2 Seattle officers help 500 underprivileged kids find a comfortable bed
The Beds for Kids program was started by Seattle Police Officers Jeremy Wade and Ryan Gallagher in 2014 after they personally purchased beds for two girls who had been sleeping on the floor
The following is paid content sponsored by OfferUp.
By Doug Wylie for Police1 BrandFocus
In November 2016, the Seattle Police Department held its third annual Beds for Kids event, which facilitated the donation of about 500 beds to needy kids in the Seattle area who otherwise would be sleeping on a floor.
The Beds for Kids program was started by Seattle Police Officers Jeremy Wade and Ryan Gallagher and has grown over the years to include around 40 SPD officers who help deliver beds to homes throughout some of Seattle’s poorest neighborhoods.
In 2014, the department donated 50 beds to underprivileged children, about half of which were delivered by uniformed officers. In the second year, that number doubled to about 100 beds.
By 2016, the goal was 150 beds. With help from local organizations, including OfferUp and Mattress Firm, the officers were able to triple the previous year’s total and donated about 300 beds to kids in the greater Seattle area that did not already have one.
NEEDY FAMILIES ON THE BEAT
Officers Wade and Gallagher were working the night shift in the Central District area of Seattle in 2014 when they were called to a home that had two young girls sleeping on the floor, Wade said.
“We just kind of walked away from this family disturbance call feeling like we wanted to do something for those girls,” he said.
Wade and Gallagher ended up buying two beds for the girls out of their own pockets. It led to them developing a one-day event to help those children in need.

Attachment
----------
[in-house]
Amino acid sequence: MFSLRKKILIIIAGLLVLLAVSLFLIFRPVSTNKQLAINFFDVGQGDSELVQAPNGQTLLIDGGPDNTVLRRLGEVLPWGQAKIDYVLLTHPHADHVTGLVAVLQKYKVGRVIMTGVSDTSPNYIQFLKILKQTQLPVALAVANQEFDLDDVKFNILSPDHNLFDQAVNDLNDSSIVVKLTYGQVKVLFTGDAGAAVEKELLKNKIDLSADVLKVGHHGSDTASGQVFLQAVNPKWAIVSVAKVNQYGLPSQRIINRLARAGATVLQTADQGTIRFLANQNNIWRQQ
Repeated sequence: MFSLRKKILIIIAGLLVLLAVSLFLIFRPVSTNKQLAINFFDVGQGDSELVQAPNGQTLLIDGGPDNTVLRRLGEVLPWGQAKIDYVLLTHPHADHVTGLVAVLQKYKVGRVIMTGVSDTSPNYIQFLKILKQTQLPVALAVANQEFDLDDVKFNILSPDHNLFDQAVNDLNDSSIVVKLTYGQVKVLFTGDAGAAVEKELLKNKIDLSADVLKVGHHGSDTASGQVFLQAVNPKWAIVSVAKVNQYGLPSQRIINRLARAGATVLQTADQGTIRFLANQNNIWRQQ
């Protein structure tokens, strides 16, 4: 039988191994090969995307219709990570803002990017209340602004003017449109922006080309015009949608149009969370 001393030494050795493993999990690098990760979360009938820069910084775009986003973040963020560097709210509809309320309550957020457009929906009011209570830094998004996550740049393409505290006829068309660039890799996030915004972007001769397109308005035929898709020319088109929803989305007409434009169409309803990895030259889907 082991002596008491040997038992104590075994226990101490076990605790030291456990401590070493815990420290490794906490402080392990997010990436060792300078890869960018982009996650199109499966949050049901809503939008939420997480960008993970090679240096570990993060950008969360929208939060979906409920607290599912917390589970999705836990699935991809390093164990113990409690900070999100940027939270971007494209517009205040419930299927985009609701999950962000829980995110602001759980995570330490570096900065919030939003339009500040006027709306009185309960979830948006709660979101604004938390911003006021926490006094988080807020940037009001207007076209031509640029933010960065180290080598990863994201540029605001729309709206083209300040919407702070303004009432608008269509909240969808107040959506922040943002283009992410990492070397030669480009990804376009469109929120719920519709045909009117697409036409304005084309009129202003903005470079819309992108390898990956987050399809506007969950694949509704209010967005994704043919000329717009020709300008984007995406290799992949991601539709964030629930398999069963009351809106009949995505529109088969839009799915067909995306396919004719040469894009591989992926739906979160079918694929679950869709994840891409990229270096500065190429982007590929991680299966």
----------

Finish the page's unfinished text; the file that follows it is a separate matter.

“After doing that and seeing the impact that it had on that family, we came up with the idea to have this annual one-day event,” Wade said.
Gallagher said following their delivery of the beds to those two little girls, they found that they no longer got calls for service to that house.
“We felt like we really made a difference for those girls,” he said.
The Beds for Kids program grew out of their desire to spread that positive effect and help more kids.
Word quickly spread throughout the Seattle area after the program was highlighted on the highly popular Ron and Don Show on KIRO Radio.
THE POWER OF COMMUNITY POLICING
The Beds for Kids program is fundamentally a community policing program. It brings together local merchants, law enforcement officers, members of the community, and local news media to do something that benefits the community.
All of the beds donated are complete twin size beds — including a mattress, box spring, bed frame, and all the bedding.
In the first two years of the program, they also included backpacks with school supplies, and this last year they included a stuffed animal with each bed.
All of the money for the beds has been raised from officers in the Seattle Police Department, members of the community, and a few businesses in the area including Mattress Firm, Ikea, and OfferUp.
The Seattle Police Foundation — a nonprofit organization — is able to accept online financial donations and help coordinate the program.
“It’s been awesome to see the community support for this and the impact on these families,” Wade said. “Both Ryan and myself as police officers and fathers, we definitely see the impact on our community.”
In 2016, three full semi-trucks showed up at SPD HQ with 300 twin size mattresses and box springs, and another two delivery trucks with all the bed frames and bedding. Volunteers from OfferUp, KIRO Radio, and Mattress Firm assisted in the two days of logistics prior to the day of distribution as well as on the day of the event.
NEW BEDS, NEW PERCEPTIONS
In addition to all the positive repercussions that come from helping meet the basic needs of kids in the community — and their families — the program helps to put a caring and kind face to the uniform for people who might otherwise have disdain for the police.
“A few years ago, Tim Brenton had been in my squad and he was murdered,” Gallagher said. “The hope is that we can stop something like that from happening in the future. Part of the reason we do this program is to help deter people from wanting to do that kind of stuff in the future just based on their positive interaction they’d had with police in the past.”
If you wish to make a donation to Beds for Kids, visit the Seattle Police Foundation website. If you wish to contact Gallagher and Wade to talk about how you might stand up a similar program at your agency, email them at Jeremy.Wade@seattle.gov and Ryan.Gallagher@seattle.gov.